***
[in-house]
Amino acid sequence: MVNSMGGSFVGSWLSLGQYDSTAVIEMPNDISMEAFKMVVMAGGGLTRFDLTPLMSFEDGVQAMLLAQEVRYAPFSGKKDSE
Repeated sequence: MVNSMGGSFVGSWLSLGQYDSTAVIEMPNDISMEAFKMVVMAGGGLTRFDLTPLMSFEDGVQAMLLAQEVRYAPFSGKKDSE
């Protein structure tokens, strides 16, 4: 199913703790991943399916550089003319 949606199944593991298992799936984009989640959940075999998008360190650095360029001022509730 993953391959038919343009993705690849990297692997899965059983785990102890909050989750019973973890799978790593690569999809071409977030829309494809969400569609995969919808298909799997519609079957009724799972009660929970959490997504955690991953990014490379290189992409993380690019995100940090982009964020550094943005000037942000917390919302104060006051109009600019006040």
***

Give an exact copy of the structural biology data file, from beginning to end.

[in-house]
Amino acid sequence: MVNSMGGSFVGSWLSLGQYDSTAVIEMPNDISMEAFKMVVMAGGGLTRFDLTPLMSFEDGVQAMLLAQEVRYAPFSGKKDSE
Repeated sequence: MVNSMGGSFVGSWLSLGQYDSTAVIEMPNDISMEAFKMVVMAGGGLTRFDLTPLMSFEDGVQAMLLAQEVRYAPFSGKKDSE
């Protein structure tokens, strides 16, 4: 199913703790991943399916550089003319 949606199944593991298992799936984009989640959940075999998008360190650095360029001022509730 993953391959038919343009993705690849990297692997899965059983785990102890909050989750019973973890799978790593690569999809071409977030829309494809969400569609995969919808298909799997519609079957009724799972009660929970959490997504955690991953990014490379290189992409993380690019995100940090982009964020550094943005000037942000917390919302104060006051109009600019006040």